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The Power of the Daleks

by John Peel

Book review by Paul Scoones

I've been waiting for this novelisation for over a decade. Perhaps that long delay has built up unrealistic expectations but whatever the reason, I was left feeling rather unsatisfied once I'd actually read the book.

It is unfortunate that the low point of the book comes right at the very start. On occasion, novelisation writers have incorporated the odd element of continuity from another story, but Peel practices this to excess, and has no qualms about bringing in things which really have no place in the story. The prologue is a case in point, featuring a UNIT team's discovery of Cybertechnology which speeds up Earth's space program. This is all apparently just to enable Peel to justify setting the Vulcan Colony in 2020 AD, but since that date was never given in the TV story, and indeed would appear to be absent from the novel as well, the prologue is not only excessively indulgent but also rather redundant.

Fortunately, the book settles down after this point as Peel applies himself to the real task of novelising the first Troughton adventure, beginning with a foray into the last few minutes of The Tenth Planet to 'correct' the re-worked ending of Gerry Davis's book.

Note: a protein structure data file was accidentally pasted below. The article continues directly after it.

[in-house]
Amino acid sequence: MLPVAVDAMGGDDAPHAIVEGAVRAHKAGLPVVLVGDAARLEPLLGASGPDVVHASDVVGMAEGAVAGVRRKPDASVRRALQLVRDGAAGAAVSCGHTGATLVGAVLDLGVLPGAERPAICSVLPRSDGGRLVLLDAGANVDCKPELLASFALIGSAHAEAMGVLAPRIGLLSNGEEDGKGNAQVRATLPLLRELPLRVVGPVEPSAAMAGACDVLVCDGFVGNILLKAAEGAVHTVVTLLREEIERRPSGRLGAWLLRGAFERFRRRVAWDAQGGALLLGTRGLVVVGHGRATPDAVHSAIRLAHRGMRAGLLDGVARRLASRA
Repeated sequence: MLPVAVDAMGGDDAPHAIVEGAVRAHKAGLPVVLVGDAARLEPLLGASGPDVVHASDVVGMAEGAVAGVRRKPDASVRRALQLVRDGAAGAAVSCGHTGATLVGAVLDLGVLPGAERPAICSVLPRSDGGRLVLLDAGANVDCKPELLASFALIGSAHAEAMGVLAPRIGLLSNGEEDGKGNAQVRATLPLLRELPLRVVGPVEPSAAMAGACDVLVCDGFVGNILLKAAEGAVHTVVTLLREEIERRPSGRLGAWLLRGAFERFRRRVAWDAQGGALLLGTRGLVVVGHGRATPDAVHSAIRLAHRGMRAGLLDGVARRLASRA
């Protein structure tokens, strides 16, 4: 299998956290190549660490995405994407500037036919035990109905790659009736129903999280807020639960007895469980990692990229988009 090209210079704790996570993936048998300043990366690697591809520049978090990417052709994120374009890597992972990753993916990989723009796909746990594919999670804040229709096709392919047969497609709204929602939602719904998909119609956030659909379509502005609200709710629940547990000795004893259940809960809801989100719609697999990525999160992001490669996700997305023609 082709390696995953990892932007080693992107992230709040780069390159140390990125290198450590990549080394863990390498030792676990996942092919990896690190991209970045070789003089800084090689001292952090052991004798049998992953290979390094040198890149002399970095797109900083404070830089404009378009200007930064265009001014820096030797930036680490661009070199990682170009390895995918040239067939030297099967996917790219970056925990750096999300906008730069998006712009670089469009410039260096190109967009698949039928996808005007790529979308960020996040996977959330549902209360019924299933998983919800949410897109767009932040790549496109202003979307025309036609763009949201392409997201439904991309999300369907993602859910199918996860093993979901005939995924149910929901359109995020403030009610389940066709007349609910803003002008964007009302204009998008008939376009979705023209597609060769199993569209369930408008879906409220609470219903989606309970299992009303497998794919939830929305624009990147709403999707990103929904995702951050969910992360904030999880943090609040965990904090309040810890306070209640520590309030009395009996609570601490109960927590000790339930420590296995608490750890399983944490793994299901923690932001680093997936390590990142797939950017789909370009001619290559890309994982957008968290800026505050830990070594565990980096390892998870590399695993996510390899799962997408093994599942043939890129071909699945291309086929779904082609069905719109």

The novelisation of the story itself is best described as competent. Peel tries valiantly to breathe life into the Vulcan colonists, but never quite manages to raise my sympathy for their plight. He appears to attempt to write the book in the 'adult style' of a New Adventure, which for Peel seems to mean sexuality. Sure enough, individuals lust after each other whenever Peel feels the need for a little 'character development'.

The writer's real talent seems to lie in writing for Daleks, and it is undoubtedly this trait which has endeared him to Terry Nation. Of all the protagonists in The Power of the Daleks, the titular creatures come off best.

Ultimately, many fans will want to get this book simply because it fills an important gap in the novelisation range. In this respect, it is a worthwhile purchase as it does retell a Doctor Who TV story about as accurately as any other novelisation. It's just a pity that the novel doesn't have a lot else going for it.

This item appeared in TSV 36 (November 1993).

Index nodes: The Power of the Daleks